IDMPS_Depression_Supplementary_materials_peer_review2_resub_clean_18Feb21.pdf (90.55 kB)

High Prevalence of Depressive Symptoms in Patients With Type 1 and Type 2 Diabetes in Developing Countries: Results From the International Diabetes Management Practices Study

Download (90.55 kB)
posted on 07.05.2021, 21:46 by Pablo Aschner, Juan José Gagliardino, Hasan Ilkova, Fernando Lavalle, Ambady Ramachandran, Jean Claude Mbanya, Marina Shestakova, Yann Bourhis, Jean-Marc Chantelot, Juliana C.N. Chan

Depression is common in people with diabetes but data from developing countries are scarce. We evaluated the prevalence and risk factors for depressive symptoms in patients with diabetes using data from the International Diabetes Management Practices Study (IDMPS).

Research Design and Methods

IDMPS is an ongoing multinational, cross-sectional study investigating quality of care in patients with diabetes in real-world settings. Data from wave 5 (2011), including 21 countries, were analyzed using the Patient Health Questionnaire (PHQ)-9 to evaluate depressive symptoms. Logistic regression analyses were conducted to identify risk factors of depressive symptoms.


Of 9865 patients eligible for analysis, 2280 had type 1 and 7585 had type 2 diabetes (treatment: oral glucose lowering drugs [OGLD] only, n=4729; OGLDs plus insulin, n=1892; insulin only, n=964). Depressive symptoms (PHQ-9 score ≥5) were reported in 30.7% of those with type 1 diabetes. In patients with type 2 diabetes, the respective figures were 29.0% for OGLDs only, 36.6% for OGLDs plus insulin, and 46.7% for insulin only subgroups. Moderate depressive symptoms (PHQ-9 score 10–19) were observed in 8–16% of patients with type 1 or type 2 diabetes. Female sex, complications, and low socioeconomic status were independently associated with depressive symptoms. In type 1 and type 2 diabetes OGLDs only groups, depression was associated with poor glycemic control.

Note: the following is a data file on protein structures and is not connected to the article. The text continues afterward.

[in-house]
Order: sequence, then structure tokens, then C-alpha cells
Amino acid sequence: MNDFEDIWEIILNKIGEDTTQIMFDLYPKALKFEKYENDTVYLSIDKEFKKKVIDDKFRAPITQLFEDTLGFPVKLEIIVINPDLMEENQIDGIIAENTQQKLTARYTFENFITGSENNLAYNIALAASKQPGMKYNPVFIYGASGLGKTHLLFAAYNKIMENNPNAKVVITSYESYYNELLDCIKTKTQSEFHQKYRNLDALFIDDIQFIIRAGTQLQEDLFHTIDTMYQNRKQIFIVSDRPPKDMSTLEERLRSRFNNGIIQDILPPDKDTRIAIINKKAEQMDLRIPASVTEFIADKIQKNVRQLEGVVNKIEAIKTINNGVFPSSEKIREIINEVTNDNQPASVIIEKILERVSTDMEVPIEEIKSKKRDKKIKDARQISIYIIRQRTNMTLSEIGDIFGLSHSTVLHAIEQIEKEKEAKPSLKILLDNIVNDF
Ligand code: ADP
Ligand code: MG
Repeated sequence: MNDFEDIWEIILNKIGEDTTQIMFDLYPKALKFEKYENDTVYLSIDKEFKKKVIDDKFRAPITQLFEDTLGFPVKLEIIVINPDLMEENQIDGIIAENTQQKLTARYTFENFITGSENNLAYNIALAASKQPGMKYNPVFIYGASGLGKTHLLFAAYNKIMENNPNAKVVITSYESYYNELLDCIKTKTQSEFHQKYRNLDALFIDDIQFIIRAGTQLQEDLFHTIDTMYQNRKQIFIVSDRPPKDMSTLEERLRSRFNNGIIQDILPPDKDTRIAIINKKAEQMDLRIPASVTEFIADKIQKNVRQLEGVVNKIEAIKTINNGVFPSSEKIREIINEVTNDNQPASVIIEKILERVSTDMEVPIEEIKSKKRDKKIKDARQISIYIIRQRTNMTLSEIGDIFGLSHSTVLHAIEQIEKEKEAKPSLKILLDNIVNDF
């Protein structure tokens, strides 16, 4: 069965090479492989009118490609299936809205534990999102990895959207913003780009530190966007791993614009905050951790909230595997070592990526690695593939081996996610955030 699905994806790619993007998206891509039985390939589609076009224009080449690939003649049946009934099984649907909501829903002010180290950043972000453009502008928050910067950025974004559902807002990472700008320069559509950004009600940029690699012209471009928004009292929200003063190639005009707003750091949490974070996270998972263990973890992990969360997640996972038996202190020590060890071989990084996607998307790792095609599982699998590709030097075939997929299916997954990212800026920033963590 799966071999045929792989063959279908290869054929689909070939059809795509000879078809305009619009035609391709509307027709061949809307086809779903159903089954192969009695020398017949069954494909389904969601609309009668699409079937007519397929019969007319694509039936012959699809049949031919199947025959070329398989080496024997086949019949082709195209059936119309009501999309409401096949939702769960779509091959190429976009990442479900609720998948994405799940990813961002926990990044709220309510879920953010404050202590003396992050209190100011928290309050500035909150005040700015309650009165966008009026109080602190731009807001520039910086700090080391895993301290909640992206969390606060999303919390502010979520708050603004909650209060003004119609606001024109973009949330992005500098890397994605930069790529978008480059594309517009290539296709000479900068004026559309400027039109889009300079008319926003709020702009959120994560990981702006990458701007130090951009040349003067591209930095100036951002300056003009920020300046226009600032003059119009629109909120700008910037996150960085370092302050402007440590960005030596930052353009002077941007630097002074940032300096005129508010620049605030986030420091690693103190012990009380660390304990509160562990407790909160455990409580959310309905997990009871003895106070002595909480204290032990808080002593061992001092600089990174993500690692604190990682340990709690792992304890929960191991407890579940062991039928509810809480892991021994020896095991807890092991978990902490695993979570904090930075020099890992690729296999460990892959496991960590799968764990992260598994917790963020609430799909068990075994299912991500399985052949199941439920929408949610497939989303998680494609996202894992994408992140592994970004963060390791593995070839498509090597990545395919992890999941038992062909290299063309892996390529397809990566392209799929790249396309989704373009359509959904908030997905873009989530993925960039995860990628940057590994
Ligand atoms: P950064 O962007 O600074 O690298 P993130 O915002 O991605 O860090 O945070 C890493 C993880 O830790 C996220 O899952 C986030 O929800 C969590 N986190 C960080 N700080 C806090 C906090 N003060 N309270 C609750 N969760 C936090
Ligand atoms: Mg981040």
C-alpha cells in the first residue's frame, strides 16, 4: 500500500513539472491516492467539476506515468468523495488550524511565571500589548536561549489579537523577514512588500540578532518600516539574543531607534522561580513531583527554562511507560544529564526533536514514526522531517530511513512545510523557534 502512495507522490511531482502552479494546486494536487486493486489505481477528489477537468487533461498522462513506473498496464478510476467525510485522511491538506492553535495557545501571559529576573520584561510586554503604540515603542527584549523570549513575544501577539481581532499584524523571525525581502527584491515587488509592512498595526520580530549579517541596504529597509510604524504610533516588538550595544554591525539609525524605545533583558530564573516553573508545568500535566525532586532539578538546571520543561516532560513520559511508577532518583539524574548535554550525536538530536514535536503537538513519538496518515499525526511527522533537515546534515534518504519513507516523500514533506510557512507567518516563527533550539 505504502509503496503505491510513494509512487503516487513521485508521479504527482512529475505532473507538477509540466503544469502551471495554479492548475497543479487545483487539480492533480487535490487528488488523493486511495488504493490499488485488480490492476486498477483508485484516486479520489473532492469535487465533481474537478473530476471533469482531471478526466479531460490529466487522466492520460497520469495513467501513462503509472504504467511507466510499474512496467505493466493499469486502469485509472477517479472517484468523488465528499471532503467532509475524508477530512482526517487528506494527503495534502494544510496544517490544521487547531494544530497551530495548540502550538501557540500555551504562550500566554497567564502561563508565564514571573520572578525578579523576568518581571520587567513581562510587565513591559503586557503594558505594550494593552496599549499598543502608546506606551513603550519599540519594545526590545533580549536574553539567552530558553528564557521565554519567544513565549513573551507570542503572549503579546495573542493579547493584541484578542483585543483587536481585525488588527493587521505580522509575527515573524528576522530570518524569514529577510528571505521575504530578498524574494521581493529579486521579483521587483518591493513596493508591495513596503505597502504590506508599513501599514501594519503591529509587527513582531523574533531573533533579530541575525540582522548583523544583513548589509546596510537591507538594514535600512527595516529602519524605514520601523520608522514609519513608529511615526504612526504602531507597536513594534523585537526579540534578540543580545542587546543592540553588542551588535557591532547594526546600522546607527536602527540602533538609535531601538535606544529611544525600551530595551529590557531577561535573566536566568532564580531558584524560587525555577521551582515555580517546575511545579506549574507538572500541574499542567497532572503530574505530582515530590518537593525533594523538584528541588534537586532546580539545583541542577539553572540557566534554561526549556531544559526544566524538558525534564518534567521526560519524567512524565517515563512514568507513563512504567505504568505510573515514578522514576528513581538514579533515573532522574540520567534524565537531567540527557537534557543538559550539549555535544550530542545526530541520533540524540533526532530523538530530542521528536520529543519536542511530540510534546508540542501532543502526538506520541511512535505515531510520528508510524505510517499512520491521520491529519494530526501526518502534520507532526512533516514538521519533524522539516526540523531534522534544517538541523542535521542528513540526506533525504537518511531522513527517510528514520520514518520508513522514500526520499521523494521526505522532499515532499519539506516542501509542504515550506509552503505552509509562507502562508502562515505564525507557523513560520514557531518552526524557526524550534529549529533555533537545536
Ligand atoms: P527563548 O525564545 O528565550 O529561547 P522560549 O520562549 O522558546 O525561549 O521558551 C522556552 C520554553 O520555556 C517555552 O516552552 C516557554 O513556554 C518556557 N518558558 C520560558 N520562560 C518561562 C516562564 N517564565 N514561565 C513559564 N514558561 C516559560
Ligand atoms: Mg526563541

Depressive symptoms are common in patients with diabetes from developing countries calling for routine screening, especially in high-risk groups, to reduce the double burden of diabetes and depression and their negative interaction.


The study was funded by Sanofi. Support with editing the manuscript was provided by Fishawack Communications Ltd, UK, a Fishawack Health company, funded by Sanofi.